Jimmy Webb

Induction Year: 1990

Birth Name: Jimmy Layne Webb

Birth Date: 08-15-1946

Place of Birth: Elk City, Oklahoma

With soaring, sophisticated melodies and elevated wordplay, Jimmy Webb became one of the most acclaimed and important pop and country songwriters of the twentieth century.

Webb wrote standards including "Wichita Lineman," "MacArthur Park," "Up, Up and Away" and "By the Time I Get to Phoenix," the latter of which was BMI's third most-performed song during the 50-year period between 1940 and 1990.

The son of an Oklahoma preacher, Webb bought a copy of Glen Campbell's "Turn Around, Look at Me" single when he was 14 years old, in 1961. He was immediately enamored of Campbell's strong voice, though Webb had no way to know that Campbell's voice would one day be crooning Webb's lyrics and melodies to international applause.

The Webb family's 1964 move to California brought the budding songsmith closer to the music business, and he went on to study music at San Bernardino Valley College. His first cut came in 1965, when the Supremes recorded Webb's "My Christmas Tree" for a holiday album. In 1966, Johnny Rivers signed Webb to a publishing contract and recorded the first version of "By the Time I Get to Phoenix."

The next year, Webb rose to major prominence, as the 5th Dimension (a group Rivers produced) hit the Top 10 with "Up, Up and Away," and then Campbell's "By the Time I Get to Phoenix" began its run to immortality. While "Phoenix" only rose to #26 on the Billboard Top 100, it was a #2 country hit, and Campbell's single sold more than a million copies. Frank Sinatra described "By the Time I Get to Phoenix" as "the greatest torch song ever written." "Phoenix" and "Up, Up and Away" won six Grammy Awards in 1968, with Webb taking home the all-genre Song of the Year prize for "Up, Up and Away."

Between 1967 and 1969, Webb scored six Top 10 hits, including "By the Time I Get to Phoenix" and Campbell's epic 1969 versions of "Galveston" and "Wichita Lineman." Those songs secured but did not define Webb's legacy, as he would spend the following decades continuing to write, record and expand his musical horizons. He recorded as a solo artist, but his greatest successes came through the voices of greats including Campbell, Frank Sinatra, Barbra Streisand, Linda Ronstadt, Ray Charles and the country quartet called the Highwaymen: Johnny Cash, Waylon Jennings, Kris Kristofferson and Willie Nelson.

"All I Know"

Art Garfunkel1973 #9 pop, #1 adult contemporary
Amy Holland & Michael McDonald1994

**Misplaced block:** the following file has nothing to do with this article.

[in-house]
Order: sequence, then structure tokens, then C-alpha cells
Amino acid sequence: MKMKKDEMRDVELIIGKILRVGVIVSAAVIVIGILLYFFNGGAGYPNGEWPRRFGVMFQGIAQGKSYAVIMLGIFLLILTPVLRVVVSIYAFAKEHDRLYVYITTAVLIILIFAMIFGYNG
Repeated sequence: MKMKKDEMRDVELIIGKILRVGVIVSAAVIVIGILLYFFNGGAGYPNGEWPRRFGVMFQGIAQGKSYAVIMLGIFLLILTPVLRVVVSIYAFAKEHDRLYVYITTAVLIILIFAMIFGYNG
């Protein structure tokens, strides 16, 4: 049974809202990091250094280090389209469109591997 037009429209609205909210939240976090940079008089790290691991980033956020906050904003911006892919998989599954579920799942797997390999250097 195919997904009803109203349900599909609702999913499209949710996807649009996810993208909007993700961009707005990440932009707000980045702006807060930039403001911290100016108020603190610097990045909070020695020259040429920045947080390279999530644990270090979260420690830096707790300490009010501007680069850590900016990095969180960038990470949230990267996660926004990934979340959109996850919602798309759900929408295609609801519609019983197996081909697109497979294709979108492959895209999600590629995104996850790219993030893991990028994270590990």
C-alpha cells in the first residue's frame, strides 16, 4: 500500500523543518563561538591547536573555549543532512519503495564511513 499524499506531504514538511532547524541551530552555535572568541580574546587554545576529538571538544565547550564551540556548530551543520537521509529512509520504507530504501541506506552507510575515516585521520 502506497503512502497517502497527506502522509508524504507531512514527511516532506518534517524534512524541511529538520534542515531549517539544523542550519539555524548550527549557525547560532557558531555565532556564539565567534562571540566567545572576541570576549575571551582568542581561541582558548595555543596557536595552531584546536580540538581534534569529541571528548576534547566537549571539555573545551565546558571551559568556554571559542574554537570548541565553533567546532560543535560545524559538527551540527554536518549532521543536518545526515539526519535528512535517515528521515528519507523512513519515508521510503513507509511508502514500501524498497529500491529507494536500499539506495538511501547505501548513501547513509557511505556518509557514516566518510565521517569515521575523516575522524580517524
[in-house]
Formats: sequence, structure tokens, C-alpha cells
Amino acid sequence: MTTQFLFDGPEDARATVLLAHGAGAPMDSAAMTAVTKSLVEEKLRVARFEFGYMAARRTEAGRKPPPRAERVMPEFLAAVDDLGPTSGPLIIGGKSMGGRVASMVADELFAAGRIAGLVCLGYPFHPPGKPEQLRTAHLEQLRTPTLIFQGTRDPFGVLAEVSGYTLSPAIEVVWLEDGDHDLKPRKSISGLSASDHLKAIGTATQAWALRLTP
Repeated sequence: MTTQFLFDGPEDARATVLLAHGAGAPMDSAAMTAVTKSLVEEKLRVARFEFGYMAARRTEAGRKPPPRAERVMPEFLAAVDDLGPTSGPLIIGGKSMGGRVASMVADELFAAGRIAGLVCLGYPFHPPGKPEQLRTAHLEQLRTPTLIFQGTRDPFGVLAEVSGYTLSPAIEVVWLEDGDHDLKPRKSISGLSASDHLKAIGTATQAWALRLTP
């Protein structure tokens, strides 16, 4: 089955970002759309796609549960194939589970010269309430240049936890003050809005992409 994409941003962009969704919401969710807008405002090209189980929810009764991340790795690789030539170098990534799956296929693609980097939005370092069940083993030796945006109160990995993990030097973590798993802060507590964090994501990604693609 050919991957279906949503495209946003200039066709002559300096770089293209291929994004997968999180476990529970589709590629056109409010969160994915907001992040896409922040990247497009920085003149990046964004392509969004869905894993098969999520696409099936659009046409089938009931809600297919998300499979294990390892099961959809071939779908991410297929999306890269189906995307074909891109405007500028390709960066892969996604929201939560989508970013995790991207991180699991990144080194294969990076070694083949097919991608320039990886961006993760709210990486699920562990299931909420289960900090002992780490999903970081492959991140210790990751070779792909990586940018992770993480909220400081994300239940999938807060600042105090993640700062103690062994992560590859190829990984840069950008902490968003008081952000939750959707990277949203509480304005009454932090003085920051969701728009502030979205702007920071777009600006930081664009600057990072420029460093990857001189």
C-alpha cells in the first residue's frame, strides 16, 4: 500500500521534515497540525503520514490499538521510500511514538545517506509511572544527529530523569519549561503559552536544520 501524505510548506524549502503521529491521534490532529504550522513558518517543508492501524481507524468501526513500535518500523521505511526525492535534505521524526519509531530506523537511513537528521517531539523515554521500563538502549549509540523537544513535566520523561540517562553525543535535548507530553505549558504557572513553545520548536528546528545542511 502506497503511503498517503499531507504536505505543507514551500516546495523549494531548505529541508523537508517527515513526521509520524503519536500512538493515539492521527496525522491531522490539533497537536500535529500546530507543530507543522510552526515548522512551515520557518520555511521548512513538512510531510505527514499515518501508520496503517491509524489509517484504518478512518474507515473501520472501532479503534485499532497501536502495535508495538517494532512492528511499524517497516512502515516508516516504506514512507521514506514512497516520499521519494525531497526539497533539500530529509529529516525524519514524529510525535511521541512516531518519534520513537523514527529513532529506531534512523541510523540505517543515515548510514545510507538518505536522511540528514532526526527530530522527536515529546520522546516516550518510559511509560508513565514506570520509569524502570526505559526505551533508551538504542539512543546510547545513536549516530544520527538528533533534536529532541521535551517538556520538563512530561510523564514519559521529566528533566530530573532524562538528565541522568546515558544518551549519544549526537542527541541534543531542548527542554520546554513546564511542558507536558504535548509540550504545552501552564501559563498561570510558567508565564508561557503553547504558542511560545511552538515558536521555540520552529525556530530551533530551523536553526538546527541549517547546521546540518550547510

Five for Fighting2005 

"By the Time I Get to Phoenix"

Johnny Rivers1966 
Glen Campbell1967 #2 country, #12 adult contemporary, #26 pop
Harry Belafonte1968 #38 adult contemporary
Johnny Mathis1968 
Charlie Rich1968 
Conway Twitty1968 
Marty Robbins1968 
Frank Sinatra1968 
Isaac Hayes1969 #37 pop
The Wilburn Brothers1971 
Nick Cave1986 
Reba McEntire1995 
Lorrie Morgan2009 

"Didn't We"

Andy Williams1969 
Johnny Mathis1969 
Frank Sinatra1969 
Liza Minnelli1969 
Glen Campbell1969 
Cissy Houston1970 
Eddie Kendricks1971 
Barbra Streisand1972 #82 pop


Don Ho1968 
Glen Campbell1969 #1 country, #4 pop, #1 adult contemporary

"Home of the Brave"


"Honey Come Back"

Glen Campbell1970 #2 country, #19 pop, #4 adult contemporary
Roy Drusky1970 
Lynn Anderson1970 
Johnny Mathis1970 
Jr. Walker & the All Stars1970 
Jimmy Ruffin1970 

"If These Old Walls Could Speak"

Jimmy Webb & Nanci Griffith1994 

"MacArthur Park"

Richard Harris1968 #2 pop, #10 adult contemporary
Waylon Jennings1969 #23 country
Tony Bennett 
Donna Summer1978 #1 pop, #24 adult contemporary
Frank Sinatra1980 

"My Christmas Tree"

The Supremes1965 

"P. F. Sloan"

Jimmy Webb1970 

"Postcard From Paris"

John Denver1990 

"She Never Smiles Anymore"

Everly Brothers1982 

"Still Within the Sound of My Voice"

Glen Campbell1987 #5 country
Linda Ronstadt1989 

"Tennessee Woman"

Tanya Tucker1980 

"The Highwayman"

Jimmy Webb1977 
Glen Campbell1979 
The Highwaymen1985 #1 country

"The Moon Is a Harsh Mistress"

Joe Cocker1974 
Glen Campbell1974 
Judy Collins1975 
Linda Ronstadt1982 
Joan Baez1988 

"The Worst That Could Happen"

The 5th Dimension1967 
Brooklyn Bridge1968 #3 pop
Jimmy Webb1996 

"Up, Up and Away"

Grammy Song of the Year

The 5th Dimension1967 #7 pop, #9 adult contemporary
Dionne Warwick1967 
Diana Ross & the Supremes1967 
Andy Williams1968 
The Ventures1970 

"Where's the Playground Susie"

Glen Campbell1969 #28 country, #26 pop

"Wichita Lineman"

Glen Campbell1968 #1 country, #1 adult contemporary, #3 pop
Tony Joe White1969 
Eddy Arnold1969 
Tom Jones1969 
Smokey Robinson & the Miracles1969 
The Meters1970 
Kool & the Gang1971 
Ray Charles1971 
Freedy Johnston1993 
Dwight Yoakam1997 
Wade Hayes1997 #55 country
Cassandra Wilson2002 
James Taylor2008 

Jimmy Webb

Induction Year: 1990